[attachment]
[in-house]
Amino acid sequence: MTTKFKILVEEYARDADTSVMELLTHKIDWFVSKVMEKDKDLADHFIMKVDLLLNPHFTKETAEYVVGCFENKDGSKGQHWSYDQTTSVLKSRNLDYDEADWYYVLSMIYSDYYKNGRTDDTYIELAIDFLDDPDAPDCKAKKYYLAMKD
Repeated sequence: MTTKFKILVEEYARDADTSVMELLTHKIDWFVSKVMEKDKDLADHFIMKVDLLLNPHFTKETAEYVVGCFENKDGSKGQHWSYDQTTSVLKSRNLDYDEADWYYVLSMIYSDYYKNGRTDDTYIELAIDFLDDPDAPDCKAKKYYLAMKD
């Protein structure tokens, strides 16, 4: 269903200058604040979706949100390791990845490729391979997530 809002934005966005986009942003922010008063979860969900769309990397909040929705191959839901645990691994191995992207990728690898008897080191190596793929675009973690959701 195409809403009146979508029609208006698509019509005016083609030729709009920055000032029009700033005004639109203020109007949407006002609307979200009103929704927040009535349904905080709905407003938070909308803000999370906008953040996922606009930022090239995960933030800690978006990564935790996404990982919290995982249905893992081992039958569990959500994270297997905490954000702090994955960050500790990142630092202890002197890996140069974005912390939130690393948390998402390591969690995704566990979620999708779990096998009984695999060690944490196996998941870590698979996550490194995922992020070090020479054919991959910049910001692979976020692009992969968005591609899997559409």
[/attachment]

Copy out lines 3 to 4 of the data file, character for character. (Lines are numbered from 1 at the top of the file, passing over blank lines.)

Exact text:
Repeated sequence: MTTKFKILVEEYARDADTSVMELLTHKIDWFVSKVMEKDKDLADHFIMKVDLLLNPHFTKETAEYVVGCFENKDGSKGQHWSYDQTTSVLKSRNLDYDEADWYYVLSMIYSDYYKNGRTDDTYIELAIDFLDDPDAPDCKAKKYYLAMKD
């Protein structure tokens, strides 16, 4: 269903200058604040979706949100390791990845490729391979997530 809002934005966005986009942003922010008063979860969900769309990397909040929705191959839901645990691994191995992207990728690898008897080191190596793929675009973690959701 195409809403009146979508029609208006698509019509005016083609030729709009920055000032029009700033005004639109203020109007949407006002609307979200009103929704927040009535349904905080709905407003938070909308803000999370906008953040996922606009930022090239995960933030800690978006990564935790996404990982919290995982249905893992081992039958569990959500994270297997905490954000702090994955960050500790990142630092202890002197890996140069974005912390939130690393948390998402390591969690995704566990979620999708779990096998009984695999060690944490196996998941870590698979996550490194995922992020070090020479054919991959910049910001692979976020692009992969968005591609899997559409």